After the day’s adventures, you might decide to wind down with a sauna, massage, or perhaps fine dining and cocktails, or perhaps you’ll spend time in our onboard Science Centre. If the weather is kind, we run a lottery for camping evenings, so you may decide to head back out after dinner and pitch up on the ice for a night under the stars like no other.

“You come away from this so much more knowledgeable”

Mindy R. sailed with us February 2024.

Feed your curiosity, with our onboard Science & Education Program

An expedition to Antarctica is bound to inspire your curiosity and our Science & Education Program allows you to dig deeper.

At HX, we have over 20 years of experience supporting the study and research of Antarctica. We work with universities, scientists and organisations to facilitate world-leading research, from the impact of climate change to the migratory patterns of marine life. We even contribute meteorological observations as part of our partnership with NASA.

When you join an HX expedition, you’re welcome to be led by your own curiosity. Experts will join us to give lectures or workshops, there’ll be opportunities to contribute to Citizen Science Projects and you can spend time in the Science Centre to examine samples and find out more about everything you’ve seen and experienced.

*Stats from the 2023 / 2024 Antarctic sailing season

1,620

nights donated to guest scientists from 13 research projects.

794

Citizen Scientist workshops helped guests gain a deeper understanding of Antarctica.

273

whale encounters submitted by our guests to the Happywhale citizen science project.

“I was expecting a vast emptiness. You begin to realise that it’s teeming with life.”

Andrew S. sailed with us in February 2024.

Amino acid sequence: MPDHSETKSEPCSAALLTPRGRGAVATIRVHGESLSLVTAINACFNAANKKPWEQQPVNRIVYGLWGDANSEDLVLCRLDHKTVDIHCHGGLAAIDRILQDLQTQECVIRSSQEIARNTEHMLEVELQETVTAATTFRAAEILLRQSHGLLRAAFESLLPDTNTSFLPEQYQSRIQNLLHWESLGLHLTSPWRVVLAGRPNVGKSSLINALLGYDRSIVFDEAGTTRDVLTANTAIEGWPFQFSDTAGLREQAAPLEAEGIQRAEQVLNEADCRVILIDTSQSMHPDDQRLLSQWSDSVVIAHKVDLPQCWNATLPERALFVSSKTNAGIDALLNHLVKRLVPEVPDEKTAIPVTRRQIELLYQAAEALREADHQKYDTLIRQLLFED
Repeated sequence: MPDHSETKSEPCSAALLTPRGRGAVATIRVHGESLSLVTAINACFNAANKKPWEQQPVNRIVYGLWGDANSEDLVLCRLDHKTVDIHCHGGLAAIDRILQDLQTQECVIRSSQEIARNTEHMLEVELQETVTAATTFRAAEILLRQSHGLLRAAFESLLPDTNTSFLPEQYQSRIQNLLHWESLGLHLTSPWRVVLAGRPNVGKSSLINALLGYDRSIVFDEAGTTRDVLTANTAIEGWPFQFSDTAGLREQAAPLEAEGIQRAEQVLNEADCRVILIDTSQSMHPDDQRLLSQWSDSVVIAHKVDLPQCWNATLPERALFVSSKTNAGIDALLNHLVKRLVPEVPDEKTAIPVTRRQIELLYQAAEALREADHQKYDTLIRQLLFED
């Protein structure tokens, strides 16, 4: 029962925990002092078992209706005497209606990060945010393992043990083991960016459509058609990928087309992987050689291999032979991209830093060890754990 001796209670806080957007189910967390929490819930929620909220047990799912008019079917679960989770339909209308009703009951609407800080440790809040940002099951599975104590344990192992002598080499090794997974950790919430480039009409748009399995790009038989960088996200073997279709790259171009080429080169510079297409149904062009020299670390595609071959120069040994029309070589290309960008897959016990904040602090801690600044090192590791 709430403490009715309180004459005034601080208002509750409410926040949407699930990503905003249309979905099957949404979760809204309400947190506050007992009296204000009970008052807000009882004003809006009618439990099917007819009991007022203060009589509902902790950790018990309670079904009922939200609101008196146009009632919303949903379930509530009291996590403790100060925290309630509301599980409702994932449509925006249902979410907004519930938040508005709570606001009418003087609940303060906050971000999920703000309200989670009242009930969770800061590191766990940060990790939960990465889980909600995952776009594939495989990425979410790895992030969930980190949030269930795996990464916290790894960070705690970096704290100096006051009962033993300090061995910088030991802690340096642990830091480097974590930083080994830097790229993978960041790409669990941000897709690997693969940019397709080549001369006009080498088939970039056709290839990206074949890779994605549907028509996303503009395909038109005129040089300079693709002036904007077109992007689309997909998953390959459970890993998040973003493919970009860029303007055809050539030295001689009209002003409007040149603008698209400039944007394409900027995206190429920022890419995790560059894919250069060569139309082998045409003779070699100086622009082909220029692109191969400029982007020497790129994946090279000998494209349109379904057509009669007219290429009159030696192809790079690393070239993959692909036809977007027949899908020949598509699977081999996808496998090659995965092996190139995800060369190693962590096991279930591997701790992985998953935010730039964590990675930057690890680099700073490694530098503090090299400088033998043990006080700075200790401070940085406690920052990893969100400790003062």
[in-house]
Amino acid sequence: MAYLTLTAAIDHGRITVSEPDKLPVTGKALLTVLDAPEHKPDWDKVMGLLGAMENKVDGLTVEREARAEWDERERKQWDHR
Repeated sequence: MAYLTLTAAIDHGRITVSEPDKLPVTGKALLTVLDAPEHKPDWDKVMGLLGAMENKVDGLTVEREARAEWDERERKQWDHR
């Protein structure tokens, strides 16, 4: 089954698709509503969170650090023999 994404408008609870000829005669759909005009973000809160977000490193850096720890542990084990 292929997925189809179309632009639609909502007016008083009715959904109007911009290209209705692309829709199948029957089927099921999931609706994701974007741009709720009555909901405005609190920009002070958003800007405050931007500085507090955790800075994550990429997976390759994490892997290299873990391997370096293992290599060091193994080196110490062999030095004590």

When is the best time to visit Antarctica?

Timing is everything.

To experience the very best of Antarctica, you’ll want to choose the month of your visit wisely. From April to September, the region is plunged into darkness, with treacherous winds and unbreakable ice. The expedition season runs from late October through to late March, giving us the opportunity to experience this captivating region to the fullest.

Expeditions before Christmas

Those with an eye for photography will love the early part of the season, where the sun hangs low in the sky and, combined with clear weather, creates incredible displays at both sunrise and sunset. You also see the largest expanses of sea ice, as well as courtship rituals between penguins.

The Antarctic summer begins in December, giving you up to 22 hours of daylight in which to enjoy wildlife spotting, hiking, kayaking and more. You’ll also see humpback whales begin to arrive from the tropics and perhaps even a penguin chick or two.

Expeditions in the New Year

As the weather begins to warm (sometimes over 10oC) and the long days continue, January and February are the months to see fluffy penguin chicks, along with orcas, humpbacks and seals.

The season draws to a close in March, with temperatures returning to their normal below freezing levels. It’s still a great time for whale watching, the water is clearer for diving and you may find that the penguins become a little braver, waddling up to inspect you as you explore.

Our expedition cruises to Antarctica

12 Days | Highlights of Antarctica Expedition

23 Days | Antarctica, Falklands & South Georgia Expedition

18 Days | In-depth Antarctic Circle Expedition

How to get to Antarctica: crossing the Drake Passage

One of the world’s most fascinating bodies of water is the Drake Passage. Known for being both unpredictable and challenging, it comprises the area of the Southern Ocean between the tip of South America and the Antarctic Peninsula. It’s a little over 500 nautical miles across at its narrowest but by far the shortest distance to travel to reach Antarctica. It’s even said to feel like a symbolic transition from one world to the next.

To sail the Drake Passage is to follow in the footsteps of history's greatest explorers. Luckily, a voyage on our modern, exceptionally designed and specially adapted ships is far easier, safer and more enjoyable than the treacherous crossings of history and folklore.

As you sail across, it's the perfect time to learn more about our upcoming destination with the Expedition Team. They'll offer fascinating lectures about Antarctica, and teach you about the rules for respecting wildlife and nature when you arrive.

Penguins perched on the ice of Cuverville Island, Antarctica. Credit: Espen Mills / HX Hurtigruten Expeditions